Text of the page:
Georgia Tech keeps high performance computing sights set on exascale at SC10

November 10, 2010

The road to exascale computing is a long one, but the Georgia Institute of Technology, a new leader in high-performance computing research and education, continues to win new awards and attract new talent to drive technology innovation. From algorithms to architectures and applications, Georgia Tech's researchers are collaborating with top companies, national labs and defense organizations to solve the complex challenges of tomorrow's supercomputing systems. Ongoing projects and new research initiatives spanning several Georgia Tech disciplines directly addressing core HPC issues such as sustainability, reliability and massive data computation will be on display November 13-19, 2010 at SC10 in New Orleans, LA.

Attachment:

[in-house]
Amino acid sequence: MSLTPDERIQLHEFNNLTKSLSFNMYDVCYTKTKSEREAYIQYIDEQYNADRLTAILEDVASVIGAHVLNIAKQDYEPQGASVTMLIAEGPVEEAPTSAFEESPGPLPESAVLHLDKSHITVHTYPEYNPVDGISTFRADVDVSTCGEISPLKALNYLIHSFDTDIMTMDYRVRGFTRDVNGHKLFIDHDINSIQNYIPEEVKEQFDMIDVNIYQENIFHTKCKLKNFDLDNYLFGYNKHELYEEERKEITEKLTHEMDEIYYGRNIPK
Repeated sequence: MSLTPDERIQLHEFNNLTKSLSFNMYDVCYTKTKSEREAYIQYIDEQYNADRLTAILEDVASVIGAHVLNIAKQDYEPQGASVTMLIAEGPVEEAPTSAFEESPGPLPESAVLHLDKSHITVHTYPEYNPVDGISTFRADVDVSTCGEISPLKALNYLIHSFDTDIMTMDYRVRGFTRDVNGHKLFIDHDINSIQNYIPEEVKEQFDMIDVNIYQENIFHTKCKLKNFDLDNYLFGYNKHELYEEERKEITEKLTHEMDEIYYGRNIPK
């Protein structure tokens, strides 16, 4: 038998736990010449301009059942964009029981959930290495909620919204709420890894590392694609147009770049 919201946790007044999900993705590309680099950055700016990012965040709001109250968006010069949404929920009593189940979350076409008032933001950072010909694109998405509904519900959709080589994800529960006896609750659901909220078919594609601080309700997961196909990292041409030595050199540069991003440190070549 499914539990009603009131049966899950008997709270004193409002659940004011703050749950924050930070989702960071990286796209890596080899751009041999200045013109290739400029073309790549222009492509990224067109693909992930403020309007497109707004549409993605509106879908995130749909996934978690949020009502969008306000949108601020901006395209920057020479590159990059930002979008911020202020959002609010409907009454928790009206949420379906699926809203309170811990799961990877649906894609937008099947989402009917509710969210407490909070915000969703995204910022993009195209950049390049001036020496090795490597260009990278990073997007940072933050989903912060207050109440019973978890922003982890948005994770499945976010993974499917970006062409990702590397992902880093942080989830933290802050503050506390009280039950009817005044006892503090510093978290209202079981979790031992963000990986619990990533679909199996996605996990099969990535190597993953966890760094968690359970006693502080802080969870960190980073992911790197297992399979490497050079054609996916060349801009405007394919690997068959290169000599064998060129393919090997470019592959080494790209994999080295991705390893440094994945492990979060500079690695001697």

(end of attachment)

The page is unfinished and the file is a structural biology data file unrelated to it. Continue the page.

Led by Jeffrey Vetter, joint professor of computational science and engineering at Georgia Tech and Oak Ridge National Laboratory, Keeneland is an NSF-funded project to deploy a high-performance heterogeneous computing system consisting of HP servers integrated with NVIDIA Tesla GPUs. Entering its second-year, the project will deploy its initial delivery system - the first of two experimental systems - this month. During the initial performance runs, the Keeneland system was clocked at running 64 teraflops per second, placing it well within the top 100 systems in the world on the most recent TOP500 list of supercomputers (June 2010). Given the system's excellent energy efficiency of approximately 650 megaflops per second per watt on the TOP500 Linpack, the team is hoping to secure a strong position on the Green500 list of the most energy efficient supercomputers in the world. Keeneland is supported by a $12 million grant from NSF's Track 2D program, a five-year activity designed to fund the deployment and operation of two innovative computing systems, with an overarching goal of preparing the open computational science community for emerging architectures that have high performance and are energy efficiency.